By Alex Haglund
The Nashville City Council approved Nashville police officers switching over from eight-hour to 12-hour shifts at their regular meeting held on Thursday, August 18.
“It’s the consensus of the committee that we will try 12-hour shifts for a trial period of 12 months,” said police committee chair Josh Fark.
Nashville Police Chief Brian Fletcher and Lieutenant Greg Hopfinger will still be working on eight hour shifts, but all of the full time Fraternal Order of Police members and part-time officers will now be working 12 hour shifts.
“It’s a trial period and it’s not going to be in the contract,” Fark told the council.
The change comes at the request not of Fletcher, although he did relay it to the council, but rather of the patrol officers themselves.
Fletcher told the council that as part of the agreement, management reserved the right to switch back over to eight hour shifts, should he deem it necessary, whatever the reason or circumstances.
Furthermore, this will not change the amount of hours officers work overall.
“It’s a two week pay period, 80 hours, just like it is now,” Fletcher told the council.
“I’m sure the officers will be excited,” said Mayor Raymond Kolweier, after the measure had passed.
“Definitely,” said Fletcher, adding, on behalf of the officers, “thank you guys.”
The police department will be purchasing a new patrol vehicle, with Fletcher again selecting a Ford Interceptor utility vehicle, based on the Ford Explorer.
Fletcher brought the council a package deal, which would be purchased from Morrow Brothers in Greenfield, with Holzhauer’s of Nashville acting as the intermediary (the Police alternate between Holzhauer’s and Meier’s for their vehicle purchases and this time, it’s Holzhauer’s turn).
Purchasing the package deal, versus buying the vehicle and then having the necessary police signal equipment installed afterwards will save the city about $800 and, hopefully, some time as well. The cost for this vehicle, not including title and dock fees from Holzhauer, will be $34,015.
Fletcher also told the council that the department still is in possession of their old Jeep and a Charger from 2008. Kolweier asked him to proceed with getting the vehicles listed for sale at auction.
Fletcher also stated to the council that the Chargers they have been using have had a lot of issues, including his own vehicle, which had been in and out of the shop with various recurring minor problems.
“I’d prefer not to go back to Dodges unless absolutely necessary,” Fletcher said.
The street department presented bids for a new packer truck for trash pick up to the council.
“The lowest bid amount, after the trade-in, was $111,956, and Armor Equipment gave us that bid,” said street committee chair Terry Kozuszek.
Kozuszek then asked that council to approve the addition of more equipment for the truck to be purchased in the amount of $1,956.
“These were some essential items that we overlooked on the bid,” said street department superintendent Richard Schuette. “That brings the total to $113,876.” The council approved the bid.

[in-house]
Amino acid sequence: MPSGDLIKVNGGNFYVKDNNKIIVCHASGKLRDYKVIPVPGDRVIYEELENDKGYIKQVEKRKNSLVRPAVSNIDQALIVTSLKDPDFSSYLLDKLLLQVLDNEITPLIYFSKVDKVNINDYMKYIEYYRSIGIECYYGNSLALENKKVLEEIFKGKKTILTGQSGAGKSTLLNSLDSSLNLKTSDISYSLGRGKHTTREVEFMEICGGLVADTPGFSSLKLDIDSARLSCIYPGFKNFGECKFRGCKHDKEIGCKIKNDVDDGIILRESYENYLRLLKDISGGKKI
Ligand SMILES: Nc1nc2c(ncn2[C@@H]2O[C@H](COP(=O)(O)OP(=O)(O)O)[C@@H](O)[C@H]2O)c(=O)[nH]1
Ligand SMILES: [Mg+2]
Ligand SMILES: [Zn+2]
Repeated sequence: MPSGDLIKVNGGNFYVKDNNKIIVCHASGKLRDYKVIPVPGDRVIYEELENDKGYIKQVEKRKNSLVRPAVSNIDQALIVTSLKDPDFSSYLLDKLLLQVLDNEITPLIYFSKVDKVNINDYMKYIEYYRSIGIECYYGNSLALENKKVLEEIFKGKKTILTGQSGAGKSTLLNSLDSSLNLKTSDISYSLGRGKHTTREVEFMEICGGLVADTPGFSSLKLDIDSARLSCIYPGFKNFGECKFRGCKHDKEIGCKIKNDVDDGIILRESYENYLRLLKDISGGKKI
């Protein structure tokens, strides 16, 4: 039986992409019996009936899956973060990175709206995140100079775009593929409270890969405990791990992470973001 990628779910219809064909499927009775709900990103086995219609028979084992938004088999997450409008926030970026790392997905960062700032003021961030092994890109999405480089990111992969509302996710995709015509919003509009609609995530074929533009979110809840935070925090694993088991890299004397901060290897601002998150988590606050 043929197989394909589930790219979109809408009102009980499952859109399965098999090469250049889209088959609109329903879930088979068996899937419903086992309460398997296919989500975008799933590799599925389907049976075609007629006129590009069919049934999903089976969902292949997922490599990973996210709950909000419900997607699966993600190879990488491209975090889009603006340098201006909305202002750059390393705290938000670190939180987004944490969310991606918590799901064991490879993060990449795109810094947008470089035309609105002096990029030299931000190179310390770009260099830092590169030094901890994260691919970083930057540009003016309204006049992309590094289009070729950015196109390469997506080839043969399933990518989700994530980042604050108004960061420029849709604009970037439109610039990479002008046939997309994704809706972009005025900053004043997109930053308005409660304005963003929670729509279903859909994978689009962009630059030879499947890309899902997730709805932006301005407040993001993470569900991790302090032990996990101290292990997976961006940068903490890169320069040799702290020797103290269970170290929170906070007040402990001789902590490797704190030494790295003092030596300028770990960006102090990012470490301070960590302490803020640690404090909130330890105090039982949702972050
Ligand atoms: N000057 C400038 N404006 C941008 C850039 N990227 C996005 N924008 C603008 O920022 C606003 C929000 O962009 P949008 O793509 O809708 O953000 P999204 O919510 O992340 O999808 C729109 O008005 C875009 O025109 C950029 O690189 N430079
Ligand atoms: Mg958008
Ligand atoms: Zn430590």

The street department also received their quote for road deicer from Morton salt. The cost this year will be $68.37 per ton – $11.39 per ton less than last year. Nashville’s allotment is 200 tons.
For July, the recycling took in 15,420 pounds or 7.71 tons of recyclables from 249 residents. The amount of residents and the amount recycled was slightly less than normal, due to all the rain during July.
Elm Street will be closed for 175 feet from Trout Street west in front of Trinity Lutheran Church on Saturday, August 29, for a Sunday School Fair.
Schuette said that with the purchase of the street department’s newest pickup, they now have an old truck that they are not using. He told the council that he too would try to have it listed at an upcoming auction.
Street Oiling Begins
Schuette told the council that the department would begin oiling streets, which they did on Monday, August 22.
Other days that they will be oiling streets will be the Mondays of August 29, September 12 and 19. Citizens should be sure to check for signs announcing the oilings and should watch for city workers and reduce speed in areas they are operating in.
Water and Sewer committee chair Doug Hargan told the rest of the council that Nashville had been lent a machine from the city of Carbondale which helps to process sludge from the wastewater treatment pools, compacting and drying it for easier (and cheaper) transport and disposal.
Not remembering the machine’s proper name, Hargan asked utilities superintendent Blaine Middleton to “tell us about the sludginator.”
Middleton said that the they were working with the machine, figuring out its use and settings and using it to process loads of the sludge.
“I would like to use it for at least another week,” Middleton told the council members. “By next council meeting, I’ll have an answer for everyone.”
In the mean time, Middleton continued, he planned to get in touch with city engineers Curry and Associates, and work on coming up with a plan to distribute the sludge they have now to be spread on area farm fields following the corn harvest. Whether the city decides to purchase a machine like “the sludginator” or use a different option, there needs to be something done about the sludge the city has right now, and the new options will be what is next.